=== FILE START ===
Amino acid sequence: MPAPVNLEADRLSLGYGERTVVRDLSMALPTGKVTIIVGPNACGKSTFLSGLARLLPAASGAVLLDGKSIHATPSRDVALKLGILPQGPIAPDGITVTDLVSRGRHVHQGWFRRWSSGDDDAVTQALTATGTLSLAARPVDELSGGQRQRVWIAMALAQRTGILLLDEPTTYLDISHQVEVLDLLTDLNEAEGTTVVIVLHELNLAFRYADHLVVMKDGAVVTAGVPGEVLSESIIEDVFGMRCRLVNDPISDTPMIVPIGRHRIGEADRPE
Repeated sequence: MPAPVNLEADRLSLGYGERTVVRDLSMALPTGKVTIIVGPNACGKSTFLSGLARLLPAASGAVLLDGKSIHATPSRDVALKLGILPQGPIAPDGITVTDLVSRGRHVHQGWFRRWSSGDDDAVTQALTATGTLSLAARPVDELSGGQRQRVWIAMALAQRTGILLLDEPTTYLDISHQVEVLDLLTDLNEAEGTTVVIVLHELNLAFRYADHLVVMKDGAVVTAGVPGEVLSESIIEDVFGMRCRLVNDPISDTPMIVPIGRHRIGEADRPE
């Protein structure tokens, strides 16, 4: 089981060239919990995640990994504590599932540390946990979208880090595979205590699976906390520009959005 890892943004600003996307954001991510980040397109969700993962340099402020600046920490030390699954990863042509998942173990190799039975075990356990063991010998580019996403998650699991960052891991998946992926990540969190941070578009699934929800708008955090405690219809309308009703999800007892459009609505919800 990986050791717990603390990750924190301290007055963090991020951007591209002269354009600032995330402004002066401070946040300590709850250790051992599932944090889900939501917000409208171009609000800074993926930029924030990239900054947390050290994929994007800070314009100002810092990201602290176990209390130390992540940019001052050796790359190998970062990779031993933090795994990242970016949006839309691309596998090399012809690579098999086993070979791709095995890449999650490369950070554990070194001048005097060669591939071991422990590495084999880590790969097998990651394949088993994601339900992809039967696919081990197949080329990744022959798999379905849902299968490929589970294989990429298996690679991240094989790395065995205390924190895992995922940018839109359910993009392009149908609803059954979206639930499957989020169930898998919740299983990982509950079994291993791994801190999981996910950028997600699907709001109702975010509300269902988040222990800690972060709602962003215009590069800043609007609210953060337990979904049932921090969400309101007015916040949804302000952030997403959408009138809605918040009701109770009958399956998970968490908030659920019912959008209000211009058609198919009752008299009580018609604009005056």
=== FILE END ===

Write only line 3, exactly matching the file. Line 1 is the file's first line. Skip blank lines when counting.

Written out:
């Protein structure tokens, strides 16, 4: 089981060239919990995640990994504590599932540390946990979208880090595979205590699976906390520009959005 890892943004600003996307954001991510980040397109969700993962340099402020600046920490030390699954990863042509998942173990190799039975075990356990063991010998580019996403998650699991960052891991998946992926990540969190941070578009699934929800708008955090405690219809309308009703999800007892459009609505919800 990986050791717990603390990750924190301290007055963090991020951007591209002269354009600032995330402004002066401070946040300590709850250790051992599932944090889900939501917000409208171009609000800074993926930029924030990239900054947390050290994929994007800070314009100002810092990201602290176990209390130390992540940019001052050796790359190998970062990779031993933090795994990242970016949006839309691309596998090399012809690579098999086993070979791709095995890449999650490369950070554990070194001048005097060669591939071991422990590495084999880590790969097998990651394949088993994601339900992809039967696919081990197949080329990744022959798999379905849902299968490929589970294989990429298996690679991240094989790395065995205390924190895992995922940018839109359910993009392009149908609803059954979206639930499957989020169930898998919740299983990982509950079994291993791994801190999981996910950028997600699907709001109702975010509300269902988040222990800690972060709602962003215009590069800043609007609210953060337990979904049932921090969400309101007015916040949804302000952030997403959408009138809605918040009701109770009958399956998970968490908030659920019912959008209000211009058609198919009752008299009580018609604009005056």